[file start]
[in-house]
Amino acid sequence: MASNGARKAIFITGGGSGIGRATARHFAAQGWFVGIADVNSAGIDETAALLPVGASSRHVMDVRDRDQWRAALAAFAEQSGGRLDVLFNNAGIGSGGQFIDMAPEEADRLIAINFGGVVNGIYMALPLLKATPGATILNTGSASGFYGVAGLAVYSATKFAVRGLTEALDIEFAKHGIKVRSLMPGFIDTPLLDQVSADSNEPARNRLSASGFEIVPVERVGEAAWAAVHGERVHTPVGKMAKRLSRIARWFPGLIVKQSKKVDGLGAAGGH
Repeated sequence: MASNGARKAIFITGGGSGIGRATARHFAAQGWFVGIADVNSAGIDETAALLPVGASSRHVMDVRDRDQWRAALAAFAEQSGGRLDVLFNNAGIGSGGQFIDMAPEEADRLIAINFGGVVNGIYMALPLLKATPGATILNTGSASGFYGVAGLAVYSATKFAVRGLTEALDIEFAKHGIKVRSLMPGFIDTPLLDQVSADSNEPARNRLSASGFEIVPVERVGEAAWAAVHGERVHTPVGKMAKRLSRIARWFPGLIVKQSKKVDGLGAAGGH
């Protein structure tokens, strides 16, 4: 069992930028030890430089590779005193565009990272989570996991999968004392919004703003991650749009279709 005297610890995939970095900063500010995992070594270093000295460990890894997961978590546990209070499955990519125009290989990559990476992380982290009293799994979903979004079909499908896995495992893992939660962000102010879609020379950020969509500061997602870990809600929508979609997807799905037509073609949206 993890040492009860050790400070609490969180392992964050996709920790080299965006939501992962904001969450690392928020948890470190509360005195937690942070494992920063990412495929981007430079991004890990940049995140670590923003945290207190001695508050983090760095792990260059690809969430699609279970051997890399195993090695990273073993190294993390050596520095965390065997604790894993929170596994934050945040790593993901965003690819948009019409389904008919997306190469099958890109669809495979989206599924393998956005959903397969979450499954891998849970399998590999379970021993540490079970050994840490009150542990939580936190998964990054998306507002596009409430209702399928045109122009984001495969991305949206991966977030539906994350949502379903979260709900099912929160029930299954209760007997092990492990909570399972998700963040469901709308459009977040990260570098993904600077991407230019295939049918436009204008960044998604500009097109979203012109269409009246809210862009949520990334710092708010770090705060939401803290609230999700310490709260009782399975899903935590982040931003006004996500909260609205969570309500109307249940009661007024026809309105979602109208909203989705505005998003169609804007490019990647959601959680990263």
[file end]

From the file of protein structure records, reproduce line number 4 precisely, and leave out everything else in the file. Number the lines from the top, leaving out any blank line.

């Protein structure tokens, strides 16, 4: 069992930028030890430089590779005193565009990272989570996991999968004392919004703003991650749009279709 005297610890995939970095900063500010995992070594270093000295460990890894997961978590546990209070499955990519125009290989990559990476992380982290009293799994979903979004079909499908896995495992893992939660962000102010879609020379950020969509500061997602870990809600929508979609997807799905037509073609949206 993890040492009860050790400070609490969180392992964050996709920790080299965006939501992962904001969450690392928020948890470190509360005195937690942070494992920063990412495929981007430079991004890990940049995140670590923003945290207190001695508050983090760095792990260059690809969430699609279970051997890399195993090695990273073993190294993390050596520095965390065997604790894993929170596994934050945040790593993901965003690819948009019409389904008919997306190469099958890109669809495979989206599924393998956005959903397969979450499954891998849970399998590999379970021993540490079970050994840490009150542990939580936190998964990054998306507002596009409430209702399928045109122009984001495969991305949206991966977030539906994350949502379903979260709900099912929160029930299954209760007997092990492990909570399972998700963040469901709308459009977040990260570098993904600077991407230019295939049918436009204008960044998604500009097109979203012109269409009246809210862009949520990334710092708010770090705060939401803290609230999700310490709260009782399975899903935590982040931003006004996500909260609205969570309500109307249940009661007024026809309105979602109208909203989705505005998003169609804007490019990647959601959680990263």